Basically, can they throw it short of the line of scrimmage, and can this team corral him with 11 yards of padding?
I don't think Heath, Lee, nor Jones would put this on their Hudl page. This was not very good, all day long, from just about every defender in the back seven.
And then, 18 seconds after the world accused Elliott of quitting, we have this:
If you have ever been to training camp, this is about the defensive pace and intensity of a camp snap on a Wednesday afternoon in Oxnard.
I mean, there are so many issues with this, but the biggest one is that this looks like a defense that just wants to go shower and leave.
It happens, but you sure don't want it to happen to you.
Here are some of the stats we keep. They seem pretty irrelevant after all of that, but for consistency and complete record-keeping, here we go:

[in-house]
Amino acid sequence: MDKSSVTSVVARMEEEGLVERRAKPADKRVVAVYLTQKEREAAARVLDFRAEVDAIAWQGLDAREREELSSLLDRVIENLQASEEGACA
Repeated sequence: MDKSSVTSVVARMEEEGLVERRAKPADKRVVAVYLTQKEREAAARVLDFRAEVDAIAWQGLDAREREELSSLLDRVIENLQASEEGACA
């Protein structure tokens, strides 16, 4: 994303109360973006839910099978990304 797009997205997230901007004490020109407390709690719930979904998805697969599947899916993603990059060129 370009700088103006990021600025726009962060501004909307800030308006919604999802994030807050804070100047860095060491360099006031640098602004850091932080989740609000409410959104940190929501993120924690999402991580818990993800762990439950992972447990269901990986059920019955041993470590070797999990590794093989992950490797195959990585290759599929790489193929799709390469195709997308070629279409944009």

WEEK 2 SPLASH PLAYS
Lawrence is a beast right now. Taco Charlton showed some flashes. And Maliek Collins is playing pretty well, but he is not quite finishing plays yet. Damontre Moore is now available and David Irving is two games away. I feel OK about the defensive line.
SEASON TOTALS FOR SPLASH PLAYS
Without Scandrick, the Cowboys tried bringing pressure a few times, with limited results.
SUMMARY AND CONCLUSIONS
This was about as disappointing a defensive effort as I can recall. Sure, other teams have made more plays and scored more points and put up more yards than Denver did Sunday. But this felt like the Cowboys were beaten because they simply couldn't tackle and work together to corral plays before they got out of control.
In other words, this felt like one side was prepared and focused while the other side was perhaps impressed with what it had heard all week about itself. Hopefully this team uses the events in Denver to demonstrate that this is a league where you better strap it on every week, or the talented guys on the other sideline will humiliate you.